Read verse 2a. “Why do you spend your money for that which is not bread, and your labor for that which does not satisfy?” With these questions, God is like a compassionate father. He knows we’ve been spending our hard-earned money on things that don’t satisfy. He knows our dissatisfaction and frustration. He wants us to “delight…in rich food.” The “rich food” is literally fat portions roasted on the fire. It’s like we’ve been feeding on junk food, but now God is offering us delicious ribeye steak. This isn’t about literal food. God is talking about a real relationship with him. In verse 1 he said “Come to the waters”; now in verse 3 he says, “come to me...that your soul may live.” When our soul grows in a real relationship with God himself, we’re truly satisfied; we truly “live.”
What does this relationship with God look like? Read verse 3b. “...and I will make with you an everlasting covenant, my steadfast, sure love for David.” God says more about David in verses 4 and 5. God calls him a “witness” to the peoples and a “leader” and “commander” for the peoples (cf. Ps.18:43). And God urges us to “behold” what he will do through him: nations that have no personal relationship with God will “run” to him for his help. But what stands out most is the “everlasting covenant” God promises to make with us (3b). God calls it his “steadfast, sure love for David.” What does this mean? In Hebrew, “steadfast love” is “khesed,” and here the word is plural, so it’s literally “loyal loves” or “faithful mercies.” David himself used this word when, after his lifelong friend Jonathan had died, he wanted to do something for him (2Sam.9:1). This word really comes to life in Psalm 89, where “steadfast love” repeatedly refers to a descendant of David (1–4,24,28,33,49).
God’s “steadfast love” is fulfilled in the ultimate offspring of David, our Lord Jesus Christ (Rev.22:16). God is offering us his loyal loves, his faithful mercies, over and over again, in “an everlasting covenant” with us in Jesus. This is no dry, theological covenant; it’s a living relationship of loyal loves, of faithful mercies. In the first servant song God said: “I will give you as a covenant for the people, a light for the nations…” (42:6b). He said it again in the second song: “I will keep you and give you as a covenant to the people…” (49:8). Jesus embodies God’s covenant, his steadfast love, his loyal loves and faithful mercies to us. This covenant is based not on our performance but on God’s steadfast love. Honestly, in this relationship we fail all the time; our hearts so easily turn to various idols. But if we would just start listening and seek him again, we find that he still has “steadfast love” for us. This love of God is so reliable. Isaiah 54:10 reads: “‘For the mountains may depart and the hills be removed, but my steadfast love shall not depart from you, and my covenant of peace shall not be removed,’ says the LORD, who has compassion on you.” God’s steadfast love for us, his covenant of peace in Jesus, his compassion on us, even in all our sin and failures, is so encouraging.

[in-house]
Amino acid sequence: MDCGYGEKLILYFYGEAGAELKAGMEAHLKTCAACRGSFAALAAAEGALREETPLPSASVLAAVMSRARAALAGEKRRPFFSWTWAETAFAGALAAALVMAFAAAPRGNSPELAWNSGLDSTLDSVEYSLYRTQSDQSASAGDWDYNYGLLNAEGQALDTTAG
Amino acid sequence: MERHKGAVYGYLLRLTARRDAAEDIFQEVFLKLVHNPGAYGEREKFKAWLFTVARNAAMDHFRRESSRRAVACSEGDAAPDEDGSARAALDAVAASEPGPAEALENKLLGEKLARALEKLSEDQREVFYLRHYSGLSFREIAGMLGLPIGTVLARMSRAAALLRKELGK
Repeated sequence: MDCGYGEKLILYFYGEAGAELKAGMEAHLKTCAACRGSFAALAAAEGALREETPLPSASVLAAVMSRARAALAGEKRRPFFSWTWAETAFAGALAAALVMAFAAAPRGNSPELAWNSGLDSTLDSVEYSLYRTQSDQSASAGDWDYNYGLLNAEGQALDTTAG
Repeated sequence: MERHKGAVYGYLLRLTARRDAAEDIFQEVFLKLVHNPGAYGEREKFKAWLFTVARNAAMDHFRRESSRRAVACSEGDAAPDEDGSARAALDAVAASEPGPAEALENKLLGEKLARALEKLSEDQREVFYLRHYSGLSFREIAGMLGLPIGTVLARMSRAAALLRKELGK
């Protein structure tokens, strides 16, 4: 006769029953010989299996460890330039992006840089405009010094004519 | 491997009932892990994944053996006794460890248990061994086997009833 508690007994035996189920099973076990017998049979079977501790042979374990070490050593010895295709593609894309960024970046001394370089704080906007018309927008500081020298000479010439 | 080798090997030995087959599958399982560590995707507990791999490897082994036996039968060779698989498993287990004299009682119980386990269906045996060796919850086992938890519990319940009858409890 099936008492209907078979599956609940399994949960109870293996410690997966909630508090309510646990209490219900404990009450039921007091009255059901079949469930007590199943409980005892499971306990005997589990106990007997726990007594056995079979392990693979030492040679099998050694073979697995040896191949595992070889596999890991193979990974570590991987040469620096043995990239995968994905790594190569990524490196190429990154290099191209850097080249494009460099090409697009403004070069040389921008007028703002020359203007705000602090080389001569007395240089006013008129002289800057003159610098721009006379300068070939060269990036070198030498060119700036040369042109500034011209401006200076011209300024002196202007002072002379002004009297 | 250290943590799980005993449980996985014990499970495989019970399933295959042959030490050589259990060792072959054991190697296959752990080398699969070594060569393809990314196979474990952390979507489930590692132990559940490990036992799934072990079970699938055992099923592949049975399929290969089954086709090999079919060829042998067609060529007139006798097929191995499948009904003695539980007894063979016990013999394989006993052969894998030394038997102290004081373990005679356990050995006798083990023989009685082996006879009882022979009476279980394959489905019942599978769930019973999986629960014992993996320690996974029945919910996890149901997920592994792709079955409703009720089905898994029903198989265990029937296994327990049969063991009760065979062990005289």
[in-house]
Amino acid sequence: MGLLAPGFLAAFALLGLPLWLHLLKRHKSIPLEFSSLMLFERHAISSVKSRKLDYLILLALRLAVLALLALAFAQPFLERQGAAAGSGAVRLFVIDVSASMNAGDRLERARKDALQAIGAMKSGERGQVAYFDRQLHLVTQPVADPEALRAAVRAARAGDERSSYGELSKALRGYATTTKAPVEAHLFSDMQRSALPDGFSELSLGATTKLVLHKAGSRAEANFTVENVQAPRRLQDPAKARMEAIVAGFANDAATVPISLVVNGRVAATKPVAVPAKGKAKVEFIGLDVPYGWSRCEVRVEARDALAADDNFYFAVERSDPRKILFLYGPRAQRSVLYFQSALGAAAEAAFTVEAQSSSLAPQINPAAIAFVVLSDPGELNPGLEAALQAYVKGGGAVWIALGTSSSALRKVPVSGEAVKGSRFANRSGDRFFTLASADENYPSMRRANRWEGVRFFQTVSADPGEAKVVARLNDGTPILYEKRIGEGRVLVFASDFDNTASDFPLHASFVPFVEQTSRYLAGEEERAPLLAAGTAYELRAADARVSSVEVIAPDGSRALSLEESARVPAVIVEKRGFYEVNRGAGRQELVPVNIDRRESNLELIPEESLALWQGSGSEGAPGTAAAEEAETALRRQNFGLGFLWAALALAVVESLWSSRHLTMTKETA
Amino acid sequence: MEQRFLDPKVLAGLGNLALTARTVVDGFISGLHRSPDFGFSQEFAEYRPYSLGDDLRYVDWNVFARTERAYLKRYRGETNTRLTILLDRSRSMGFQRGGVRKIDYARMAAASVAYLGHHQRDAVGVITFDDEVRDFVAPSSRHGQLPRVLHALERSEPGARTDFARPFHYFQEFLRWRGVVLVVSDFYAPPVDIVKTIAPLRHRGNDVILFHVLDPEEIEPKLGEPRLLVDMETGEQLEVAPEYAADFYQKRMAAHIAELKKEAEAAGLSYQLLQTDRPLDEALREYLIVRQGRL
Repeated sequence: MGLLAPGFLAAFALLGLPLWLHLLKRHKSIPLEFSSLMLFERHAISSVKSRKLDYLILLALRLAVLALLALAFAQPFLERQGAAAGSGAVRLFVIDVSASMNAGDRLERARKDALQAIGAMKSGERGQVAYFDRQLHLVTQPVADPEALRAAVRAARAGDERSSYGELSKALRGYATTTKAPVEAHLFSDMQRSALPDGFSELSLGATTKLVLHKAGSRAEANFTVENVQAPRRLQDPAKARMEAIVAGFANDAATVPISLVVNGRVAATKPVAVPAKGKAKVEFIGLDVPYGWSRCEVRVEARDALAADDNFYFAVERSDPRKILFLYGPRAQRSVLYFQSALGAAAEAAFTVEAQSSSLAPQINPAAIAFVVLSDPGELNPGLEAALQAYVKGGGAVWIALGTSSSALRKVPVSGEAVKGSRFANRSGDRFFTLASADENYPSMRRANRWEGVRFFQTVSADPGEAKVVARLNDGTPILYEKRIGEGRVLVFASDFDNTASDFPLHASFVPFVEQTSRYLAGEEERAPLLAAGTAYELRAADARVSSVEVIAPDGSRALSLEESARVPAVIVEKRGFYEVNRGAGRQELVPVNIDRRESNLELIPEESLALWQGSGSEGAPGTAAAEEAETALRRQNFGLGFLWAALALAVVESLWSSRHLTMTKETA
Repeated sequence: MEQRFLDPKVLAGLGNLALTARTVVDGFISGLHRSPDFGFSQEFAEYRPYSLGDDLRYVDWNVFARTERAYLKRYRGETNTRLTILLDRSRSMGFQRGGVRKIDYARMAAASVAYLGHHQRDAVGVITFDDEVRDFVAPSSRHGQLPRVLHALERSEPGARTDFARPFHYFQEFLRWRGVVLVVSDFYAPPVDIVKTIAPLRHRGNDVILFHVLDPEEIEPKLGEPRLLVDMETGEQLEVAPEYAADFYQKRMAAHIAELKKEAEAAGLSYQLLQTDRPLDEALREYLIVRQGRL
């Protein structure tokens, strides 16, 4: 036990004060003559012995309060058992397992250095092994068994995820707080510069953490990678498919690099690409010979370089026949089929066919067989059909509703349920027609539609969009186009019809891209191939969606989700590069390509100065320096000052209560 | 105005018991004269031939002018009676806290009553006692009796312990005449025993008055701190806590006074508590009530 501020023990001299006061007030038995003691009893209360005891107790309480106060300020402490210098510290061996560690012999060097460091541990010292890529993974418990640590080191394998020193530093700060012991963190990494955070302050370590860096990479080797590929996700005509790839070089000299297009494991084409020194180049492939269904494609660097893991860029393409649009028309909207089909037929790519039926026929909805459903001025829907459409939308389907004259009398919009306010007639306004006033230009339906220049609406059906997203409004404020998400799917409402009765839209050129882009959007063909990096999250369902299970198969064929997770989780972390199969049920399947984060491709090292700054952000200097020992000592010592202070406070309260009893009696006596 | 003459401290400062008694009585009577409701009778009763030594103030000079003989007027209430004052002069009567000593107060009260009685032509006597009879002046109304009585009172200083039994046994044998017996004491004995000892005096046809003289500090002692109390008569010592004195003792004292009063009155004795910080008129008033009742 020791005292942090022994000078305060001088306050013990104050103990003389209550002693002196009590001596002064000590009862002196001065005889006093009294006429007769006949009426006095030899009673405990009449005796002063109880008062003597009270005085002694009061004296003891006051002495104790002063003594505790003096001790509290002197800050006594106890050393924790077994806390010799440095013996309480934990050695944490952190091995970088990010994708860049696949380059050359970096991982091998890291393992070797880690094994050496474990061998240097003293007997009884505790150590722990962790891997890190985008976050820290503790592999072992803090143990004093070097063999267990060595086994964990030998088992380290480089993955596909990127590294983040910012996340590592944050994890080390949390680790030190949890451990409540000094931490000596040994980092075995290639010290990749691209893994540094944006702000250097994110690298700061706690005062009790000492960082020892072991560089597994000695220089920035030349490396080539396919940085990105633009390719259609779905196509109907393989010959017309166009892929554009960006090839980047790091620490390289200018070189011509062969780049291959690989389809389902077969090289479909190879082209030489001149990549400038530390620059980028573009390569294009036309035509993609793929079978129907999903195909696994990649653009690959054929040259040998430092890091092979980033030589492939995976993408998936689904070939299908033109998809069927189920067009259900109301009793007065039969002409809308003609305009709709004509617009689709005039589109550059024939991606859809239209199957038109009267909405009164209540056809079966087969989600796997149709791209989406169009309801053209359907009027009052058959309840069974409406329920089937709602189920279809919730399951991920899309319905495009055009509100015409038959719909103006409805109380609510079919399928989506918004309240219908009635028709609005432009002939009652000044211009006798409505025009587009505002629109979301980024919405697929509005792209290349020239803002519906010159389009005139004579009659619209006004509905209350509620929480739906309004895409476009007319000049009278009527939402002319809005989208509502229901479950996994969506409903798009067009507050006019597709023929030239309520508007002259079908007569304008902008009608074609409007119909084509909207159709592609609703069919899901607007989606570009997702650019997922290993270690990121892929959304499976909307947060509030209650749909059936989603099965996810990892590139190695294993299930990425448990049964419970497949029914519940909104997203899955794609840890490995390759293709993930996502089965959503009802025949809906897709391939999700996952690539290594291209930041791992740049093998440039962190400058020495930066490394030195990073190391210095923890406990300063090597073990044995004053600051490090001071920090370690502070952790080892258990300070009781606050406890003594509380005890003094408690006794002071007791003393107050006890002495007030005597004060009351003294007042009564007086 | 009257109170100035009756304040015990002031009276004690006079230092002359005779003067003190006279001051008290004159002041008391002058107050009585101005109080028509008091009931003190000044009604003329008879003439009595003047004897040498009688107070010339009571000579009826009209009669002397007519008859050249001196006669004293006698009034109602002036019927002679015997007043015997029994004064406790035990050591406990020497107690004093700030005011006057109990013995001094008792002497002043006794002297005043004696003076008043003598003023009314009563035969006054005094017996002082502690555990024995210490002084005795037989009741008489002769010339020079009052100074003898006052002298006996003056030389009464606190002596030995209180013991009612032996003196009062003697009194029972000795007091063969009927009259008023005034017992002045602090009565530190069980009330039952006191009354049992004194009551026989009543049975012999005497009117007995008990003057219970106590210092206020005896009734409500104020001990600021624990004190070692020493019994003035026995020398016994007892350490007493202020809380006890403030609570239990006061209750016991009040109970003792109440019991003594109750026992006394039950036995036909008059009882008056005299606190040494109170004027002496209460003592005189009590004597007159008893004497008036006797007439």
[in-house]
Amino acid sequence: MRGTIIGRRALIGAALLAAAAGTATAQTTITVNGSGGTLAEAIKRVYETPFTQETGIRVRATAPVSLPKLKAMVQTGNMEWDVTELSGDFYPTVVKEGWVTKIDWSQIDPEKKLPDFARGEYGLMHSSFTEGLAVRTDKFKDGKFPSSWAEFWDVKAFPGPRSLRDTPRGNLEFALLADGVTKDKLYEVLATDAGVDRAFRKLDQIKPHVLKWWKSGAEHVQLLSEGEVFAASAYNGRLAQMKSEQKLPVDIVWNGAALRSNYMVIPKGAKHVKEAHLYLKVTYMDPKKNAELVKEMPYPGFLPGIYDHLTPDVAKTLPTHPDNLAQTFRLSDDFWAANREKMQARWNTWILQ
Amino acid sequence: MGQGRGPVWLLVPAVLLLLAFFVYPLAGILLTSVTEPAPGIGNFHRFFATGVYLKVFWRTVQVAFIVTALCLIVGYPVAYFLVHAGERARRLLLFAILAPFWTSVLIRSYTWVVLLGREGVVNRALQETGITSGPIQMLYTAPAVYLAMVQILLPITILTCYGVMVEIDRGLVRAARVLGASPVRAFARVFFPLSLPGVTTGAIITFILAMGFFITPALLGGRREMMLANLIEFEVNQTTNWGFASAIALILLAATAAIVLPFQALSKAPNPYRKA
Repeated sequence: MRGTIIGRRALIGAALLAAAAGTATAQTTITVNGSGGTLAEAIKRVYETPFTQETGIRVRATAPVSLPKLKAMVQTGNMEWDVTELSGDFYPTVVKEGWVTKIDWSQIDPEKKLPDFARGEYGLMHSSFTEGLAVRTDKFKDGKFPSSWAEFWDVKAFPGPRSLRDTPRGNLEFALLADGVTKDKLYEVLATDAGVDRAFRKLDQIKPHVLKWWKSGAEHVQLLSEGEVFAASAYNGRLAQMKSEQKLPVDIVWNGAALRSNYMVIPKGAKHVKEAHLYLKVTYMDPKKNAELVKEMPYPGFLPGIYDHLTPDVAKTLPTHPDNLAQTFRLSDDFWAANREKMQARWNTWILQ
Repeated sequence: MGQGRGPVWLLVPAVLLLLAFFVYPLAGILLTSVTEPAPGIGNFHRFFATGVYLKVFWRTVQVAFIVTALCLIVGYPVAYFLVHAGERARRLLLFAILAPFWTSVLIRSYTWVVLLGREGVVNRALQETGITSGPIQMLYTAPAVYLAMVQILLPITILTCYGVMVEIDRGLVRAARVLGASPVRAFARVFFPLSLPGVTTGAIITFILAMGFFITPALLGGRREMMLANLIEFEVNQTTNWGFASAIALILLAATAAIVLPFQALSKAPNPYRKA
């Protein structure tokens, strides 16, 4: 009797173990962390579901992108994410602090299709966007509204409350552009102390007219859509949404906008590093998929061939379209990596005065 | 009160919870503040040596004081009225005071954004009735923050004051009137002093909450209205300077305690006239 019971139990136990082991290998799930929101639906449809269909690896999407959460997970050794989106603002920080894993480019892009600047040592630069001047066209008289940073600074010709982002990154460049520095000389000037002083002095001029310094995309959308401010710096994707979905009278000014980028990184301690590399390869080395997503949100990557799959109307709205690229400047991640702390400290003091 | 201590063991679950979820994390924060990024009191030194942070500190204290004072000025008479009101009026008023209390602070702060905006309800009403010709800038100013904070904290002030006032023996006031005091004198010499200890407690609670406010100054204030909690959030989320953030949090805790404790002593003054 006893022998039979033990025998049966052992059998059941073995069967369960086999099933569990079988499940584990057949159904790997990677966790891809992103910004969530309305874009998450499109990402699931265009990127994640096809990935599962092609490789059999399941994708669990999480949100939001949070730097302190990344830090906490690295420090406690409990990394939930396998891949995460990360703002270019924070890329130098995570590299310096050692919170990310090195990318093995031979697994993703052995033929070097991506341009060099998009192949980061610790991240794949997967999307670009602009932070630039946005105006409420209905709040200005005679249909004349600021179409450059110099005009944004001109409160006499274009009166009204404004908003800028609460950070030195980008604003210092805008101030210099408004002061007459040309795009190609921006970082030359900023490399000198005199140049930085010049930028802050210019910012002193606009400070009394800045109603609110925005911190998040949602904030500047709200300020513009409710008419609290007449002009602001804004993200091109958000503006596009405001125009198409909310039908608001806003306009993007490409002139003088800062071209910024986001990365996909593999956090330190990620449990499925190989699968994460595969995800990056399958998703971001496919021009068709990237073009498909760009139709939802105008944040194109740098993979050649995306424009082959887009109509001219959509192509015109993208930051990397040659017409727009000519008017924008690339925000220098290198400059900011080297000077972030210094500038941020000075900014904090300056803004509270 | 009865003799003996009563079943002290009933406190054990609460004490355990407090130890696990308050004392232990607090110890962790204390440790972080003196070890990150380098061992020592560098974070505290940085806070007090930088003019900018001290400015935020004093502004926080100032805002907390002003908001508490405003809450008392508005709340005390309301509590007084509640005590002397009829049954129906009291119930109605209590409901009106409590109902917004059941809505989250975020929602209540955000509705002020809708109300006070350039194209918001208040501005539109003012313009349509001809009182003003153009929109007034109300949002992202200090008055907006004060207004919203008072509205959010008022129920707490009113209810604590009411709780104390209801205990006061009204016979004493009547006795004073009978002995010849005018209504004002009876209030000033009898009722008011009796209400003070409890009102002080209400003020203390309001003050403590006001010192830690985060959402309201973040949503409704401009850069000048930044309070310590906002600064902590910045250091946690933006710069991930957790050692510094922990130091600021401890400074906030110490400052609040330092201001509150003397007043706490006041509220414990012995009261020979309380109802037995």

God’s call (6–13)
God has made some amazing promises to us in Jesus. Now, in the second part of this chapter, God calls us to action. What does he want us to do? Read verse 6. “Seek the LORD while he may be found; call upon him while he is near…” What these phrases “while he may be found” and “while he is near” mean is not so obvious. But in light of what the servant of the Lord has done, it’s very clear. Later God says, “I was ready to be sought by those who did not ask for me; I was ready to be found by those who did not seek me. I said, ‘Here I am, here I am,” to a nation that was not called by my name” (65:1). Why is God now so ready? Through the atoning work of Jesus on the cross, God is, in a most profound way, near to all sinful human beings, ready to save us.
Isaiah calls it “a time of favor” and “a day of salvation” (49:8a). It’s that time right now. Apostle Paul applies Isaiah’s prophecy to us: “Behold, now is the favorable time; behold, now is the day of salvation” (2Cor.6:2). It means there’s an opportunity in our lives to respond to God’s grace. We may think the opportunity will always be there. But actually, we don’t know how much time we’ve got. If we’re presumptuous and entitled, one day we may find ourselves like the virgins in Jesus’ parable, who show up late, demanding to be let in, but who will be told, “Truly, I say to you, I do not know you” (Mt25:11–12). To seek the LORD, we’ve got to wake up and respond to his grace right now.